The term “supergroup” gets bandied about a little too often these days, and while Cream is often credited as being the very first “supergroup” in rock, it can be argued Crosby, Stills & Nash were the first to truly exemplify its meaning.
They were three different musicians from three different notable ‘60s bands that each brought something different to the table in order to produce something bigger than they could alone.
That “something bigger” was the group’s self-titled debut, and with its two top 40 hits (“Marrakesh Express” and “Suite: Judy Blue Eyes”) Crosby, Stills & Nash used elements of folk, country and some ridiculous harmonies to cut through the loud, face-melting guitars of the time.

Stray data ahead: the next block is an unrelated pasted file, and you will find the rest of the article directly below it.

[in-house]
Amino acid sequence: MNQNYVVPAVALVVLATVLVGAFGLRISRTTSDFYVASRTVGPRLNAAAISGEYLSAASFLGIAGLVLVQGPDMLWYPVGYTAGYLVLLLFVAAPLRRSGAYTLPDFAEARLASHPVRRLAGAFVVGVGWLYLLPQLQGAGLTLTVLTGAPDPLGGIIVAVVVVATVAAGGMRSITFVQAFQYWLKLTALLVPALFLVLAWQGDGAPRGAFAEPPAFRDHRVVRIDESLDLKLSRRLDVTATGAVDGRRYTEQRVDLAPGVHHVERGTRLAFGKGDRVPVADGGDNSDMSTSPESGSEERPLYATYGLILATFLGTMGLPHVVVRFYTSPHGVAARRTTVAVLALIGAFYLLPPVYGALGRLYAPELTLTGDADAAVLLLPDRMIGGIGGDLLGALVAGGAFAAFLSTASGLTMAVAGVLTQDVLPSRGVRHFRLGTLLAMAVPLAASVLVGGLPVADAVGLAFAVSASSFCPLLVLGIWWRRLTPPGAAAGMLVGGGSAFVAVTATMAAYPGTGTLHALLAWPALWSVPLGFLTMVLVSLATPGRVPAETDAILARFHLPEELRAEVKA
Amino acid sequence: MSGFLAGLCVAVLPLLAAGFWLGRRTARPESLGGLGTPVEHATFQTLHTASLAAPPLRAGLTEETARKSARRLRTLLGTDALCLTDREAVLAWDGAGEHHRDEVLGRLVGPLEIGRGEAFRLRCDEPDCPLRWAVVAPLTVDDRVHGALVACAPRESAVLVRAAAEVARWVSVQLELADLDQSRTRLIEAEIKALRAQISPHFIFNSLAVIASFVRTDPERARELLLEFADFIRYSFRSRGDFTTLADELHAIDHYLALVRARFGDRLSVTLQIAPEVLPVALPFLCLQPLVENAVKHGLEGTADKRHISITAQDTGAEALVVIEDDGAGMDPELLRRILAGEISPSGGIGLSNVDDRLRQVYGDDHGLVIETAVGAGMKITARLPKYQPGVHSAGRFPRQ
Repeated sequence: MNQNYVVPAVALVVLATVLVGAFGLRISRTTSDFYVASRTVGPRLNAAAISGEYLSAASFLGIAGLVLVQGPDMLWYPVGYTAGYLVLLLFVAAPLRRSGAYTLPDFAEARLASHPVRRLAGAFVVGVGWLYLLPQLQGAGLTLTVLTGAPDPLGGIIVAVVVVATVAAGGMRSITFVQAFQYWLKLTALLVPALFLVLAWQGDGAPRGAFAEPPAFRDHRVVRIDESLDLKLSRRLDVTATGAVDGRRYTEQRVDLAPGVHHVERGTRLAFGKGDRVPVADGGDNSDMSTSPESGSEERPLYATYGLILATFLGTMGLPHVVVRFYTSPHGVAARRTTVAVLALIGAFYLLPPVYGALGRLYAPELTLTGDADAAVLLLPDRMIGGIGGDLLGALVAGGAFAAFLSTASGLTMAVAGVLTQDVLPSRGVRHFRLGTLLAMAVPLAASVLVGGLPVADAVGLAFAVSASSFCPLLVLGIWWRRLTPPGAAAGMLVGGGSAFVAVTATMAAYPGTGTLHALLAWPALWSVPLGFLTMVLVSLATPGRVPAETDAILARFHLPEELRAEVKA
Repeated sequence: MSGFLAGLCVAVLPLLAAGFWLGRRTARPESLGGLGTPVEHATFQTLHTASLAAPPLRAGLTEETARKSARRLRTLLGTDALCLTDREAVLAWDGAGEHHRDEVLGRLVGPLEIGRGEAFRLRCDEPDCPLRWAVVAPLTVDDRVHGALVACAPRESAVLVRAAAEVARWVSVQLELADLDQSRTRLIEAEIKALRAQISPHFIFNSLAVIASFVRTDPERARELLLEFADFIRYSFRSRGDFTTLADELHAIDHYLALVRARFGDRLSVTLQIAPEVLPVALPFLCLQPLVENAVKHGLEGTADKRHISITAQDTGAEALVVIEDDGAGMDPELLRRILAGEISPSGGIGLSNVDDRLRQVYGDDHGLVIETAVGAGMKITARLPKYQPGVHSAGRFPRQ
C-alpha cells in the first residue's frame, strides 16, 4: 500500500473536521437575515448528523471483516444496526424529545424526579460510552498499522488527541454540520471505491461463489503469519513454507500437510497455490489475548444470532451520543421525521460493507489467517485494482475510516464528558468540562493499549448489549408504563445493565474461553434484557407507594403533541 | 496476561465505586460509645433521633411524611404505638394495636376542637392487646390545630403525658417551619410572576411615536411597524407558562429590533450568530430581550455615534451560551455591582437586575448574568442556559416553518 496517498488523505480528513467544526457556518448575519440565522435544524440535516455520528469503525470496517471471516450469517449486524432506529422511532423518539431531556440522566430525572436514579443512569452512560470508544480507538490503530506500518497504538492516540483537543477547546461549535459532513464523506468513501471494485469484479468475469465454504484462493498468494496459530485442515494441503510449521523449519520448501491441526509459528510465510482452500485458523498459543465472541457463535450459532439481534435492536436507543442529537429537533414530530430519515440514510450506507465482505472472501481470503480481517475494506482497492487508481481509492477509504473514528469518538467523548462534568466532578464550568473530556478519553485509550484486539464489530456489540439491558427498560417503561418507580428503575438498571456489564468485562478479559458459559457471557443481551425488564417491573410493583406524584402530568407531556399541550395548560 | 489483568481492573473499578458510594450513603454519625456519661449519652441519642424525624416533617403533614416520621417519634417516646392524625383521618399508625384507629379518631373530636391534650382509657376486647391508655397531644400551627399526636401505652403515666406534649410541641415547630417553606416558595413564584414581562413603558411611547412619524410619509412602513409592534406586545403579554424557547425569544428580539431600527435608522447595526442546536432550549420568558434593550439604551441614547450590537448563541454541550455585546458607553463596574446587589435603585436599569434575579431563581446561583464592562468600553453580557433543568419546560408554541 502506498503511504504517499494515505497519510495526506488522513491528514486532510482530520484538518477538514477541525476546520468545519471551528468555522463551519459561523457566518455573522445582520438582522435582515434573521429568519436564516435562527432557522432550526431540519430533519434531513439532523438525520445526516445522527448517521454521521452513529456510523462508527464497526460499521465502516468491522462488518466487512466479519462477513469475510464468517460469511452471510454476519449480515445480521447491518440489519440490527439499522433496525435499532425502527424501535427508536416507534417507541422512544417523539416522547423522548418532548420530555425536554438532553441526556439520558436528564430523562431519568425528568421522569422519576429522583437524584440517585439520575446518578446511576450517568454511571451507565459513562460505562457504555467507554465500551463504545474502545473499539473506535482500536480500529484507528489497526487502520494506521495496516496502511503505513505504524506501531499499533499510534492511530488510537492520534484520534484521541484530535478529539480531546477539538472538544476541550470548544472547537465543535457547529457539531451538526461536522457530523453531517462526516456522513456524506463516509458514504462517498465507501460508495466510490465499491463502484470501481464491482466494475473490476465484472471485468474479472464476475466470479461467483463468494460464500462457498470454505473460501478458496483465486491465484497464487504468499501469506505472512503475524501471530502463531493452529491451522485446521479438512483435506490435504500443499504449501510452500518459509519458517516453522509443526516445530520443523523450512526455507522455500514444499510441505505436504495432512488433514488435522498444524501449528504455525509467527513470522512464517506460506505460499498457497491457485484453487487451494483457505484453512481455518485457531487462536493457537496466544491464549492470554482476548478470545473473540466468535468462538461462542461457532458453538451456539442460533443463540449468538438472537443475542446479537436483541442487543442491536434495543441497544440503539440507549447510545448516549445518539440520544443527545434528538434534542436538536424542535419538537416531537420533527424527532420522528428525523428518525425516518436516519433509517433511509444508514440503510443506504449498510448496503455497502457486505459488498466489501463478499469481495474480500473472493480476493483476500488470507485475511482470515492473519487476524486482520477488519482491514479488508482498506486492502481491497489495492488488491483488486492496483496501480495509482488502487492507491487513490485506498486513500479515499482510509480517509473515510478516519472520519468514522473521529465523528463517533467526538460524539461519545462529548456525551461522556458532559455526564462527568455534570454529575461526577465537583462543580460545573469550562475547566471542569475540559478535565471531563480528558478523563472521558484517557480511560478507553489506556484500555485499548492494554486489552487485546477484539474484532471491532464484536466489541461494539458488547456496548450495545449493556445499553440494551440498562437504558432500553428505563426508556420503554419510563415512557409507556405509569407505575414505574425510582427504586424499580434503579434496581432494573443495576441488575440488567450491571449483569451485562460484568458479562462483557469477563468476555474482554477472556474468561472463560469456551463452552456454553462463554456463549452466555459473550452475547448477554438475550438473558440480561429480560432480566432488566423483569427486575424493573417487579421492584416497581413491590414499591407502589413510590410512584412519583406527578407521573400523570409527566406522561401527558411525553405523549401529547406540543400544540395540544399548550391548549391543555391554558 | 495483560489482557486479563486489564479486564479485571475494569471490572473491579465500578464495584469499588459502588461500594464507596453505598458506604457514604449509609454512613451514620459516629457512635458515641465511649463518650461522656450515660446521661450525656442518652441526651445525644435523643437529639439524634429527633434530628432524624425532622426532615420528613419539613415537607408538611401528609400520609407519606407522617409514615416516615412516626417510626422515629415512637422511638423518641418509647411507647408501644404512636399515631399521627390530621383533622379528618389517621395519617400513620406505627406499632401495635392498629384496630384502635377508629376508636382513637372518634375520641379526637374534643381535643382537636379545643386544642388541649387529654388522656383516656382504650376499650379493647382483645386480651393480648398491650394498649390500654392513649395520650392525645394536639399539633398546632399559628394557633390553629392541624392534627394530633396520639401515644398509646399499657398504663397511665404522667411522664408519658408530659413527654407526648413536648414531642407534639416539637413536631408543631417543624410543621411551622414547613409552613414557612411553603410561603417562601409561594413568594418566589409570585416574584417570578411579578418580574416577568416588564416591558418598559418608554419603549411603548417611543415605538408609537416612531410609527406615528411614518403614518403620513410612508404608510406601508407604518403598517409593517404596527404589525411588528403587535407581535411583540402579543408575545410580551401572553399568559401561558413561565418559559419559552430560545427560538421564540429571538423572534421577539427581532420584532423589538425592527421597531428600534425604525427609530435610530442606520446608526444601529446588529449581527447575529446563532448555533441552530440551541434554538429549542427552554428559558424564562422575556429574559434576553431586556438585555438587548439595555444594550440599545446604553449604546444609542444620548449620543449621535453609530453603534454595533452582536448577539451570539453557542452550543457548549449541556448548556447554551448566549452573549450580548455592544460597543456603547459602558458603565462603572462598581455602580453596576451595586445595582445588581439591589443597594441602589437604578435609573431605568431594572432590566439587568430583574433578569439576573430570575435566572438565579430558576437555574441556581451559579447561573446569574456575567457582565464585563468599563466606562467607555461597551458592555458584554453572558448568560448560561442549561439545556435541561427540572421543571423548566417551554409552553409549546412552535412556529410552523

The influence of Crosby, Stills & Nash can be heard throughout the ‘70s through various singer-songwriters like Joni Mitchell and Jackson Browne and groups, like The Eagles. While the success of these acts doesn’t lie completely in the hands of CS&N, there is no doubt that this trio and album helped open the door and make it possible.
Erica Banas is a rock/classic rock blogger that loves the smell of old vinyl in the morning.